There is no sanity left in the energy market. Oil surged on the suddenly appearing Hurricane Humberto and hit $80 for three consecutive days. It appears to have found some serious resistance at that level and there was no shortage of sellers whenever the contract peaked over that threshold. They did not chase it lower, having learned a series of painful lessons over the last couple weeks. Every dip was bought and bought aggressively.
I think the bullish momentum players have run out of rope. Trading terminates on the October contract on Wednesday. Those hoping to hold on to their positions in hopes of tropical storm Ingrid turning west or another massive drop in crude inventories are rapidly reaching the point where they either take profits to avoid the rush or get caught in a serious downdraft in the closing hours of the contract. At some point reason should resurface and logical decisions appear. However, logic and reason make only brief appearances in the commodities markets a few days per month.
There is no economic or fundamental support for oil prices at this level. It is strictly the only game in town as we await the Fed decision and earnings on the brokers and every available player has crowded up to the table.
Last Tuesday OPEC teased the markets with word games switching to "production" instead of "quotas" and ignoring the prior targets. We know that the prior quota was 25.8 mbpd for the OPEC 10 countries. The remaining two OPEC members, Iraq and Angola, have no quotas. The OPEC-10 were actually producing 26.7 mbpd or +900,000 barrels over their quotas. The total production for all 12 OPEC members was 30.3 mbpd.
After the meeting where they decided to officially add +500,000 bpd to the market they announced the OPEC-10 were going to produce 27.2 mbpd for an increase of 500K. Reporter after reporter asked any official, delegate or oil minister that would step in front of a microphone "what happened to the quota." They squirmed and fidgeted and mumbled in broken English "we are going to add 500 kbpd to production." Reporters trying to be cute would say that means your quota is now 26.3 mbpd, knowing full well what the answer would be. Invariably they would answer, "We are increasing our production by 500 kbpd to 27.2 mbpd. Basically they were trying to ignore the 900,000 bpd of quota cheating and convince the market that they were only adding a minor amount of oil to the total. In effect they are right but saying we are ONLY adding 500 kpbd to our output seems like a lot less oil than saying we are raising our quota by +1.4 mbpd. They were hoping the impact on prices would be minimal with a +500K gain compared to having the +1.4 mbpd number repeated a million times in the news cycle. Evidently those traders who can't add took their comments at face value and feared a shortage was just around the corner. Why that apparent shortage was only in the October contract expiring in just days is unknown to me. The high in the November contract last week was only $79 with the high $78s getting the most volume.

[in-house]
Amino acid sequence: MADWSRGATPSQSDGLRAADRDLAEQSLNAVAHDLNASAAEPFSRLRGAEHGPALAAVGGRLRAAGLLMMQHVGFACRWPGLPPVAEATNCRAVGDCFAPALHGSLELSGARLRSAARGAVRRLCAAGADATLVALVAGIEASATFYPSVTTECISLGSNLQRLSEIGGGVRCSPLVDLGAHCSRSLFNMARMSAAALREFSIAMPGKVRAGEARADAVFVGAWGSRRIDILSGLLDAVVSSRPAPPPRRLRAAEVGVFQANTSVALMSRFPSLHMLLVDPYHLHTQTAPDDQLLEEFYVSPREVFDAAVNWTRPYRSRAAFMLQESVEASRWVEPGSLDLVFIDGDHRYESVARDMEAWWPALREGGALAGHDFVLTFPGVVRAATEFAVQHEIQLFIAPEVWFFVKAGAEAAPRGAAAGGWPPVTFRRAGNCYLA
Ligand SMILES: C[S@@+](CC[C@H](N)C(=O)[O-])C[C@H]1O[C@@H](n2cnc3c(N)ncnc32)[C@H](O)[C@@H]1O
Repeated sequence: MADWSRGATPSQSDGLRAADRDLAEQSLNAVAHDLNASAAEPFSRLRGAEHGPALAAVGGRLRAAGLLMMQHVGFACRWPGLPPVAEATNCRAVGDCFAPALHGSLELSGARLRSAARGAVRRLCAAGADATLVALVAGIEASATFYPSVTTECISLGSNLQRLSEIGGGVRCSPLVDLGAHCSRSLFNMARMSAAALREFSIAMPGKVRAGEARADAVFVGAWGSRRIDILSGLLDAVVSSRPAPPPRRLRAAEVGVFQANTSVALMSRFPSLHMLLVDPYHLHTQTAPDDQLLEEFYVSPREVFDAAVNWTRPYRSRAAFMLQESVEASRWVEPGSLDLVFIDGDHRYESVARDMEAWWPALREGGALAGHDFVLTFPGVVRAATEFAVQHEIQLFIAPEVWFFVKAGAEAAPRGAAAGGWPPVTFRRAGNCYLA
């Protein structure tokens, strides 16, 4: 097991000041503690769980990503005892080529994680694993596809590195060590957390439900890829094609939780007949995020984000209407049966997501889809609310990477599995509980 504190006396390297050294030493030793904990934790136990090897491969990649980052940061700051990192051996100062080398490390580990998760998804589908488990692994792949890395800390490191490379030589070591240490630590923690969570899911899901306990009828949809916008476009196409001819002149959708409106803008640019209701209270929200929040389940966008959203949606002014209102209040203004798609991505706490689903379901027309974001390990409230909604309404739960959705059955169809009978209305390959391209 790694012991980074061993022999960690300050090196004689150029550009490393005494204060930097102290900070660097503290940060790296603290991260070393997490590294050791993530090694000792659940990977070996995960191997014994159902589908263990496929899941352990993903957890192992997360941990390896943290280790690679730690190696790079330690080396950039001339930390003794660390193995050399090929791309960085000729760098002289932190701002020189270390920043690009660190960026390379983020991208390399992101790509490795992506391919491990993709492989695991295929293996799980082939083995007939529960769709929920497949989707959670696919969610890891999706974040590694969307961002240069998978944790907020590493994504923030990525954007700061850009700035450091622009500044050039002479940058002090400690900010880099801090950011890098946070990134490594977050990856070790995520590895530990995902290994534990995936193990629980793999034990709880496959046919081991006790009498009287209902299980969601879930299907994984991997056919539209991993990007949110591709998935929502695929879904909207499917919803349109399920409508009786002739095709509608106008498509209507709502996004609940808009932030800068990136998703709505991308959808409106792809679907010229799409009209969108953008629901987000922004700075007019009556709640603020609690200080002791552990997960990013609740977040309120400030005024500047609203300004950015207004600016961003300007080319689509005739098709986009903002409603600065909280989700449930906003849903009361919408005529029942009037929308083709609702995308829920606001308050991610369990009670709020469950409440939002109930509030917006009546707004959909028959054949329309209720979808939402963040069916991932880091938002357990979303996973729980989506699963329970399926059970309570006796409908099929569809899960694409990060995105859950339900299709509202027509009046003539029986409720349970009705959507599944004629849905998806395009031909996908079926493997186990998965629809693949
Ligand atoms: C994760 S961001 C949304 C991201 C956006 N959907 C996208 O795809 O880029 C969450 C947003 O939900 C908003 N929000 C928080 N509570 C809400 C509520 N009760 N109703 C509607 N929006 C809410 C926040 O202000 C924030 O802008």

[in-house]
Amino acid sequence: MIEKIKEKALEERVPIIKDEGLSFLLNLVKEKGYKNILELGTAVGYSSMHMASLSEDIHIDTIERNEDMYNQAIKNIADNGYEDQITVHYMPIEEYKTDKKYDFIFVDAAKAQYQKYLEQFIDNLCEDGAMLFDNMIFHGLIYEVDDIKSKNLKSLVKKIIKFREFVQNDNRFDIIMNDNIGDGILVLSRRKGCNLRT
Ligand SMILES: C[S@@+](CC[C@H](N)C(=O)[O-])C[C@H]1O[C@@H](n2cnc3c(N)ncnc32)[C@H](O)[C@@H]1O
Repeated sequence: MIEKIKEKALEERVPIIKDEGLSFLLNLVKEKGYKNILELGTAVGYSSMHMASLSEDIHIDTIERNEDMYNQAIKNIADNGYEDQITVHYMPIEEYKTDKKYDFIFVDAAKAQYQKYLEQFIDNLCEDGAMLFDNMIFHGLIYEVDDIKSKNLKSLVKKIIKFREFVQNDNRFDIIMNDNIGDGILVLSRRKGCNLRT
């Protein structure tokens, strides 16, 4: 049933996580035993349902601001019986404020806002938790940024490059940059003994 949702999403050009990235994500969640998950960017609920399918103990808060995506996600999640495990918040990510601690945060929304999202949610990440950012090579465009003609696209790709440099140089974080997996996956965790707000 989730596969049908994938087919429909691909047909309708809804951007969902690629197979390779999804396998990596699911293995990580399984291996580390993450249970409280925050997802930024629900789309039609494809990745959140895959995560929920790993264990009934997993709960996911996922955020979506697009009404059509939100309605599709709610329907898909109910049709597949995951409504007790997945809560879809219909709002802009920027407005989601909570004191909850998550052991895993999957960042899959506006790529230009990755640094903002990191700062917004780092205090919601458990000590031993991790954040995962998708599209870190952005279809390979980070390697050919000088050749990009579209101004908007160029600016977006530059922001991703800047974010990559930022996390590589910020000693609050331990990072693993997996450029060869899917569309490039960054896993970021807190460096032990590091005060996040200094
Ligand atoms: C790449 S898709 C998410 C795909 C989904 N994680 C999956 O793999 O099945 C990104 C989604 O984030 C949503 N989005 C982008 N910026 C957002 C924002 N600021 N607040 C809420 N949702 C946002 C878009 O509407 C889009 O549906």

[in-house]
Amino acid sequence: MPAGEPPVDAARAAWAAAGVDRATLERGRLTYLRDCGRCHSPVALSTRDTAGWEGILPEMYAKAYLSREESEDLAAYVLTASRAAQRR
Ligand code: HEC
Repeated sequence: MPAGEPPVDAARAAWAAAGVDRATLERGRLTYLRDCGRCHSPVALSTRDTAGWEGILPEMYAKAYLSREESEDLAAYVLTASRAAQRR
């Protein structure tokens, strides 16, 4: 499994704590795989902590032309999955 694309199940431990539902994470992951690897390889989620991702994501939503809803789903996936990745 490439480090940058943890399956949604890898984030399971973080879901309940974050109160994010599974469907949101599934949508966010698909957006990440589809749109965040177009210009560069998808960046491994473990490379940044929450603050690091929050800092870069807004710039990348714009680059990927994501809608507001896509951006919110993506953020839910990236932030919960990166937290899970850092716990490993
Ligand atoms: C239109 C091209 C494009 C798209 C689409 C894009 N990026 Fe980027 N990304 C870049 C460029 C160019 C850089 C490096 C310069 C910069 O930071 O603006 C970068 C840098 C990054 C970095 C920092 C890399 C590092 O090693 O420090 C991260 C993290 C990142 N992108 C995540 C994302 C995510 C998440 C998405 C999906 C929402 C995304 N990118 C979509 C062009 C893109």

Since oil inventories are just below 10-year highs I don't see the problem. OPEC said the new production target would become effective on November 1st but everyone with a brain realizes they became effective the minute the camera lights were turned off and the microphones unplugged. When you consider load and transit time it does take 30 days to get new production from the Middle East to the U.S. but we are only talking 500K per day or half a tanker and all of that oil is not coming to us. This is all a shell game with an extra helping of smoke and mirrors to cloud the issue. I am a Peak Oil believer but this is not Peak Oil. It is simply a cleverly played hand by OPEC and they are being well rewarded for their skillful game.
We were stopped out on our XLE put on Thursday and while I seriously wanted to email everyone again and tell them to hold the position I could not in good conscience make that call. I put stops on plays because the market is not sane and logical. It has been a known fact for decades that the market can remain insane far longer than we can remain liquid. We must honor those stops under the assumption that there is something we don't know that is making the position move against us. Capital preservation should be our number one directive with profitable plays secondary. Now that I have said that I will also tell you I am putting the XLE play back in the wish list but with different parameters. Eventually this market is going to crack and we want to be there when it does.
Unfortunately the last two weeks of gains on most energy stocks appear to have taken them way out of range of our entry targets. At this point I don't know if they will come back but I definitely know we should not chase them. Every sector cycles several times a year and energy is no exception. We will just have to wait for it to cycle and then manage our entries during the cycle. I still believe oil will return to $70 or even lower this fall but that belief and $4 will not even get you a decent combo meal at McDonalds.
Our non-energy plays of BSC and CFC finally found a bottom this week, or at least I hope it is a bottom. Countrywide arranged another $12 billion in financing and business volumes for closings in August were much stronger than anyone expected. I think they are now out of the woods and anyone holding off on an entry should probably make it now. Bear Stearns rebounded +$12 off its lows for the week on news a major investor had taken nearly a $1 billion position in BSC to become the largest shareholder. This expression of confidence helped lift them out of their downward spiral. Earnings for BSC are Thursday.
November Crude Futures Chart - Daily
October Natural Gas Futures Chart - Daily
October Gasoline Futures Chart - RBOB Daily